• Digging tools, kitchen scoops, spades rakes and the like.
  • Edible foods; oats, cereal, pasta, rice, couscous, flour, coffee beans etc.
  • Kitchen roll/ loo roll/marble run pieces etc for a flume
  • Ice tray and add-ins: berries, small sweets, coins, etc (optional)
  • Yogurt (optional)
  • Warm water in a jug (optional)
edible construction sensory bin


  1. Start 24 hours before start of play. If you would like to create ‘building blocks’ then you will need a couple of ice trays. We put in ours, yogurt, water with colouring and add-ins frozen in water.  Though optional, we would encourage you to add this part into your sensory bin as it adds another element of sensory play with the addition of a temperature difference.
    Safety Warning: If you are using coins in ice cubes, as well as just ice cubes on their own, never leave your child unattended with them as they are a chocking hazard.
  2. Once you have decided which foods you are using, create your sensory bin. It is entirely up to you how you set it up. Some put each vehicle in front of a different pile of food or material. Think about what the vehicle may be good for doing when you match it up with the food pile. For example, if you have a pile of flour, perhaps a vehicle that may rake or scoop easily is the right one to pair it with. Or a dumper truck may be paired with a cereal that has larger pieces that look like boulders.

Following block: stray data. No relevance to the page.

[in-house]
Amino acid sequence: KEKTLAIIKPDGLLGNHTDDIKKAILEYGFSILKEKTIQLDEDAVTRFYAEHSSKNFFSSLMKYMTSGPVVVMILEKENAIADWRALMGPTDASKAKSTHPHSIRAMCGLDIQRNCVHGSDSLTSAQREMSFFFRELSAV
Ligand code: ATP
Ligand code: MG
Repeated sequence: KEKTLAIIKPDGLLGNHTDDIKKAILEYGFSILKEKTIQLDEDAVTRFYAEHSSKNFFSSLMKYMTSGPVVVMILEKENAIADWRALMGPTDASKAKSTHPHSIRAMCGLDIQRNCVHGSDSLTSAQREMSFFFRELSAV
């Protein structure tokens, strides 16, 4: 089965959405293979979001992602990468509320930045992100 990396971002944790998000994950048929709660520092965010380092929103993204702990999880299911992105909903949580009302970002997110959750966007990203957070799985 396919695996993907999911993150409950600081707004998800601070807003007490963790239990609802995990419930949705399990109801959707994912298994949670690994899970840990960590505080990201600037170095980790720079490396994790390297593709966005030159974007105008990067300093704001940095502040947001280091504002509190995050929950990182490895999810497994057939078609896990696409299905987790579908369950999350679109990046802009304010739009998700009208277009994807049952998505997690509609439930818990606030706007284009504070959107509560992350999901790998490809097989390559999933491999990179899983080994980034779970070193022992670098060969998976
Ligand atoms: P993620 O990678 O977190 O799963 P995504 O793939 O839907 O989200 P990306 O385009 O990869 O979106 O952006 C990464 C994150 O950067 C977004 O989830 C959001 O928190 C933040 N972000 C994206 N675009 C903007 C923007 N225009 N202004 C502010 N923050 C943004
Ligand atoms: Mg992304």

3. If you have any construction toys like barriers, safety cones, lego trees, lego people, add them into the Sensory bin. You will find that your children will soon start to initiate play with them.
  4. If you are covering the whole of the floor of your bin in, for example oats, why not clear out a road for the vehicles to race and move around in. This will again, add another element to your children’s play.
  5. Try and make your sensory bin on different levels by cutting the inside of a cardboard roll from kitchen paper, loo paper or wrapping paper in half to create a gutter that they can pour cereal/rice/pasta/coffee beans etc down in.
  6. Now take the time to engage with your child and have fun with them.
edible construction sensory bin

What entertained my almost 2-year-old while exploring was filling and refilling the trucks full of boulder cereal and oats. My 4-year-old was very determined and transfixed in ‘freeing’ the treasure from the ice blocks. She didn’t stop until they were all liberated.

Don’t forget to follow us on TwitterInstagramPinterest, and Facebook!

Grace Selous BullContributor

Grace Selous Bull is an arts education author and freelance blogger. Her book, ‘Potty About Pots: arts and crafts for home and school’ is aimed at children from 5-12 years old and takes them through a journey of ceramics through time. Her blog, The Rainbow Tree, explores all aspects of arts and crafts, and is aimed at children of all ages.  She is a full time Mummy of two girls, both of whom love being creative, and is married to her husband, Andrew, who does not. Follow her on twitter.

Original content © 2018 Super Simple. Not to be reprinted without express written permission. Terms of Service.